I explored the option of putting everything in one step, then I quickly realised that it didn’t work. It’s difficult to add more to the experience when you gather all the information in one place.
How about a multi-step layout? Having researched different form structures including this article about online webforms, the team and I decided to adopt a multi-step, single field approach so that we could explain why we were asking sensitive information at each stage. It also allowed us to use a more engaging UI — in line with our evolving experience principles. Additionally, the facts will help improve organic search rankings.
By asking one question at a time, we now have space to give users useful tips and facts along the way, as suggested in my competitive review outcome.
Limit typing: Does it always work?
As I wanted users to have an effortless experience using the calculator, I explored ways to improve usability.
When asking for data such as age, height, and weight, I used text fields in the existing prototype. This required users to type in the information, but was this the best choice?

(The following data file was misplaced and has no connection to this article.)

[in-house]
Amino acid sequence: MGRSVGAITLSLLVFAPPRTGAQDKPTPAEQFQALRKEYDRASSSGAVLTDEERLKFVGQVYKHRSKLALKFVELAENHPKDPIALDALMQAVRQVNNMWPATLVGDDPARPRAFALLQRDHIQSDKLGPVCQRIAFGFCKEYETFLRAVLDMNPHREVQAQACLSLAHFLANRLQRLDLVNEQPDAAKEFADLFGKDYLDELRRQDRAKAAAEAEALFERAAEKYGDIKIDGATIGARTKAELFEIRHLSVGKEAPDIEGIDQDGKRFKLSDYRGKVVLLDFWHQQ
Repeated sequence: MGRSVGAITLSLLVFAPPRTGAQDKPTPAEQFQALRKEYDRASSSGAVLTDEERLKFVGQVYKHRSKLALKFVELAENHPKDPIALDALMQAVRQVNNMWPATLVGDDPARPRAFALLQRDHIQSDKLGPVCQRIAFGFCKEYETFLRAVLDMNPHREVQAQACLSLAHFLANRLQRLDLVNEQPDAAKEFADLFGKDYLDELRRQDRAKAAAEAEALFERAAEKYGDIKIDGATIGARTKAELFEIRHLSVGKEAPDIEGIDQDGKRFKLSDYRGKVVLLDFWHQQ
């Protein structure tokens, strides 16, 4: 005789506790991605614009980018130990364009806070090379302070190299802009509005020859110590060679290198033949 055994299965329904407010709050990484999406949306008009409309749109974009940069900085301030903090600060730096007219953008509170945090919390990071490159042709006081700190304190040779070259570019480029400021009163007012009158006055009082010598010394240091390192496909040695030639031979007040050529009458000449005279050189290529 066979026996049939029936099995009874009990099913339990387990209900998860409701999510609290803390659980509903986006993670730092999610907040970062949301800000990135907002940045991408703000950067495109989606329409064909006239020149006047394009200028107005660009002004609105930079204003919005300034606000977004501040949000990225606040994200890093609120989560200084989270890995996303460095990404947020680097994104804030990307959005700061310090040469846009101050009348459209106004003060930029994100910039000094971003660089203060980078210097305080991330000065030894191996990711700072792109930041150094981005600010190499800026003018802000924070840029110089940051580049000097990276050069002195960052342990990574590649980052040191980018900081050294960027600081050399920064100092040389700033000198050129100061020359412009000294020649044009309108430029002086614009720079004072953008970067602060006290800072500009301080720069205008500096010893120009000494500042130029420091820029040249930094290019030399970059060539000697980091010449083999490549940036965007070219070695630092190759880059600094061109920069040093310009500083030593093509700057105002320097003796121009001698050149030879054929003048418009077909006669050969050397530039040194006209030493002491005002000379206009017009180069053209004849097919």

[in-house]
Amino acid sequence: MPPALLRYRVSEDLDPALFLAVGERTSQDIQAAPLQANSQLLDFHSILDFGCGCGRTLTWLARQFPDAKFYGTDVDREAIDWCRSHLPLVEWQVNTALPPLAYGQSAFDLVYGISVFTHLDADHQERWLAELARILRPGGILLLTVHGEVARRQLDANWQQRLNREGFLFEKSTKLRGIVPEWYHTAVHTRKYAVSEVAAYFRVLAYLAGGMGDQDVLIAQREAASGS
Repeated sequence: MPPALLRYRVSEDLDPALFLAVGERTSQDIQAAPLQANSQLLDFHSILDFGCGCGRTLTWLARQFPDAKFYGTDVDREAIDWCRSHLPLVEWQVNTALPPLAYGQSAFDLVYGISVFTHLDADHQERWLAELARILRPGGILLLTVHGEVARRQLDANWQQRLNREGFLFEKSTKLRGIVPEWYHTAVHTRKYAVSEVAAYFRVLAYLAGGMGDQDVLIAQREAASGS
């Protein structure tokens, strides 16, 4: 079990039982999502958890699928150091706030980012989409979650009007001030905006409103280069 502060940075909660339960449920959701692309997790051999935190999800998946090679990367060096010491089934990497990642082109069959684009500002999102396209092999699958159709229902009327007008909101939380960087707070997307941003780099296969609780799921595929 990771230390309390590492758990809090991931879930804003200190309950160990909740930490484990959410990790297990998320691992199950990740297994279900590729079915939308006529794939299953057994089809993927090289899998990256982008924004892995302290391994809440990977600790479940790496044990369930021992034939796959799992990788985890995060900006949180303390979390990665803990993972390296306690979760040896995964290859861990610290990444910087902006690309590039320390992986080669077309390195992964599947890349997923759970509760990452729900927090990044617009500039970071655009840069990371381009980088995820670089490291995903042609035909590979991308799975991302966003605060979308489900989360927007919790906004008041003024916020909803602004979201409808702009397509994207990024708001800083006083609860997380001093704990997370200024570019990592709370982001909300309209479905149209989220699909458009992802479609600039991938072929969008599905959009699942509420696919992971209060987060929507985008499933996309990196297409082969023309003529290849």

At that point, I didn’t have a clear idea of how precise the data needed to be. However one of my colleagues suggested that I could try dividing the data into different groups. This would allow users to pick the group they belong, which helps limit typing.
I took some time to explore this option, then ended up going back to using a text field as grouping seemed to make users think too hard about which group they belonged to.
With the information in place, I put together a wireframe that allowed users to step through the hydration calculator for one person.
Sam and I had a discussion regarding the placement of the Did-you-know section. I initially placed it in the bottom left corner, not following the F-shaped reading pattern. This allowed users to go through the form quickly without being forced to read the facts.
On the other hand, Sam argued that it should be placed in the top right corner because they explain why we need the information from users.